Saturday, October 11, 2008

Noticeable Improvements...


This one's a few posts within a post - it's been a busy but productive week. Plans to weld on Wednesday were thwarted by two days of much-needed rain, which normally wouldn't have been an issue in the shop, but since the trailer's down in the corner of the yard with its wheels off, they have to pull a rig down to it and run an extension cord out there, so they decided to wait until Friday to do any welding.

In the meantime, we worked on a few other projects:

- Put a hitch on our car (finally!)

- Started looking at the electrical situation. We're obviously going to get the running lights working before we can go anywhere, but the rest of it will be a project for later on. We had been thinking to replace the existing wiring with new while the bottom was off of it, but it turns out all the wiring for the outlets runs up to the top of the trailer, and since the outlets are above the windows besides, there's no way we could replace it inside the walls like the original without popping all the rivets and taking the inside wall panels apart. Not gonna go there...at least not this week. The insulation's still intact (albeit old asbestos) so we're leaving those walls alone (at least until we get settled in California in a couple of weeks). Options: open up the walls and replace the insulation while we're at it; just put in some new outlets lower down the walls to come in from below (would have to do that right now while it's still open) and cap the old ones; run conduit on the inside walls of the trailer, which we could also do at a later date as we go. Need another remote consultation with Lisa's dad!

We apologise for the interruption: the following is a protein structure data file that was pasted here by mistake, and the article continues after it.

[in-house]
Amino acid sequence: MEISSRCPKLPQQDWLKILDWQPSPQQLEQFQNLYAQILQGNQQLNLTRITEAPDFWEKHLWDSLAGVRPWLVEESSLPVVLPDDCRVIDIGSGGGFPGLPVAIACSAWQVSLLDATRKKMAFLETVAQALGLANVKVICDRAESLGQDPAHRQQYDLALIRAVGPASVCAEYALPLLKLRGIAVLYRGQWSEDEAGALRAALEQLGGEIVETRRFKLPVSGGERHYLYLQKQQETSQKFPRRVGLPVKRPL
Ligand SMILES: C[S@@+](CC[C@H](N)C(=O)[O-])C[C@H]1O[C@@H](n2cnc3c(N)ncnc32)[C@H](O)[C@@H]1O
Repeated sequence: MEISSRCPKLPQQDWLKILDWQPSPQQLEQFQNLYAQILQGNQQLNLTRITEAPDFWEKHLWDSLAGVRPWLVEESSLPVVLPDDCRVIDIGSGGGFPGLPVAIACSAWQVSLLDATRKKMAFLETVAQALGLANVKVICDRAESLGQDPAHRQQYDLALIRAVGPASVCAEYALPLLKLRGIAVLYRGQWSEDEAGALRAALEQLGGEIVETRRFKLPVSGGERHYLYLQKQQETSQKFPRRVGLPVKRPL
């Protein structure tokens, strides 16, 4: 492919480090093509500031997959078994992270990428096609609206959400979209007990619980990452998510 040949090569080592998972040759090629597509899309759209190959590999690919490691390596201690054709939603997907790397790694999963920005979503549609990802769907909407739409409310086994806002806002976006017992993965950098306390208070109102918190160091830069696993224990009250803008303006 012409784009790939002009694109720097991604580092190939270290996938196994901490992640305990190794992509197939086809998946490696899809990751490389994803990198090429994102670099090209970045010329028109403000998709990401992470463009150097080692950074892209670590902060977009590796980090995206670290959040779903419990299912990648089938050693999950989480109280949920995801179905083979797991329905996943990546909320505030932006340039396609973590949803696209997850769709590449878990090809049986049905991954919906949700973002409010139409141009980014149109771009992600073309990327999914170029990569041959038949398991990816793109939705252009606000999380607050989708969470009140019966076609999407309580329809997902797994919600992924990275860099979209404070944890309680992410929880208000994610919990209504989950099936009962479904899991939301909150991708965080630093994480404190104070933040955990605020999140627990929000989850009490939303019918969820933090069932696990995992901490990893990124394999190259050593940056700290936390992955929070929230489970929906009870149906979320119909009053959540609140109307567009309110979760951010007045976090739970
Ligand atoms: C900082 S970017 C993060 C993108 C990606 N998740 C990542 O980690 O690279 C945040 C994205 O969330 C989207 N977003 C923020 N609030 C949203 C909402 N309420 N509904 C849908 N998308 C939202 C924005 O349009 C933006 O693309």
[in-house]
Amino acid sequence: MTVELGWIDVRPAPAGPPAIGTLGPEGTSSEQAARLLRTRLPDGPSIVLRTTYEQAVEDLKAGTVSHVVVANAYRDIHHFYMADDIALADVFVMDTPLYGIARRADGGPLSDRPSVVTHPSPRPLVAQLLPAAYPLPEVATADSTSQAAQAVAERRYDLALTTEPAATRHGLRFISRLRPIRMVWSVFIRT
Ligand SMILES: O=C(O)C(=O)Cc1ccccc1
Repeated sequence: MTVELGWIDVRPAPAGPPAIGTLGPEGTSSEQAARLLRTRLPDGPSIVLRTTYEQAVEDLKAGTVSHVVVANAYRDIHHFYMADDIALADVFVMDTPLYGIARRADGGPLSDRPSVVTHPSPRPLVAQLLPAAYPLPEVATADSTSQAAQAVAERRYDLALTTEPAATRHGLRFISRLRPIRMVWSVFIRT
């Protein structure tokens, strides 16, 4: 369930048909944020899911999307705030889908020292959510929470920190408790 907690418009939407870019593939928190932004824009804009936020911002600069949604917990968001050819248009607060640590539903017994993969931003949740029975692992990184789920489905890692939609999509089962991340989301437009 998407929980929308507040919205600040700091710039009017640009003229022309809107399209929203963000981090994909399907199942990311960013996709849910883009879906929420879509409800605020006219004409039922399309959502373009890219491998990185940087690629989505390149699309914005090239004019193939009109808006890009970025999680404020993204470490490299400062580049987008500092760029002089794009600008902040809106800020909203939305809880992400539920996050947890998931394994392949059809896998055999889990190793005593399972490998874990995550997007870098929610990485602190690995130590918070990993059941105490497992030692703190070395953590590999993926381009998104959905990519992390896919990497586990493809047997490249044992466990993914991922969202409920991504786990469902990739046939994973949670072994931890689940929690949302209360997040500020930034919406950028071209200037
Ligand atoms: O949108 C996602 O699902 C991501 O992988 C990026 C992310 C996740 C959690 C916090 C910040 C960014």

- Opened up the screen door that the previous owners had bolted shut. Protected this whole time, the screen's still like new in there, except for the tidy screw holes around the edge, and the ubiquitous periwinkle paint - yeah, the whole screen is blue too!

- Cleaned out the two air vents on top. They had been left open and had rusted and stuck that way, allowing rain in, as well as providing the squirrels yet another handy hiding spot for acorns. They're shut now, but are going to need replacing.

- Replaced the round plexiglas windows on the endcaps. We used one of the original windows to trace the new ones before it fell apart completely, and cut and smoothed the edges with a grinder wheel on the circular saw. Ben wrestled the new windows into place Wednesday morning and secured them with the original rubber and aluminum trim, and then PawPaw came by that afternoon with some clear caulk and they sealed 'em up. "Son," he said, brightening up, "I'm startin' to have hope for this ol' thing!"


Only the side windows are glass, and some of the panes are broken, but rather than just cut new glass we've got to find replacements for the whole mechanism that opens and closes them because those are pretty rusted out. We found one on ebay, but it's not the right size, and there's only one. We're still thinking about it - maybe we could alter it and have new glass cut. But we'd still need two more. And we want to check out Sonny's stash first...we've got a lead on a place south of Birmingham with about four old chicken houses full of Airstream parts. If we're really lucky we'll find some there. If not, we're just going to seal and secure the side windows for the trip out west and keep on looking as we go.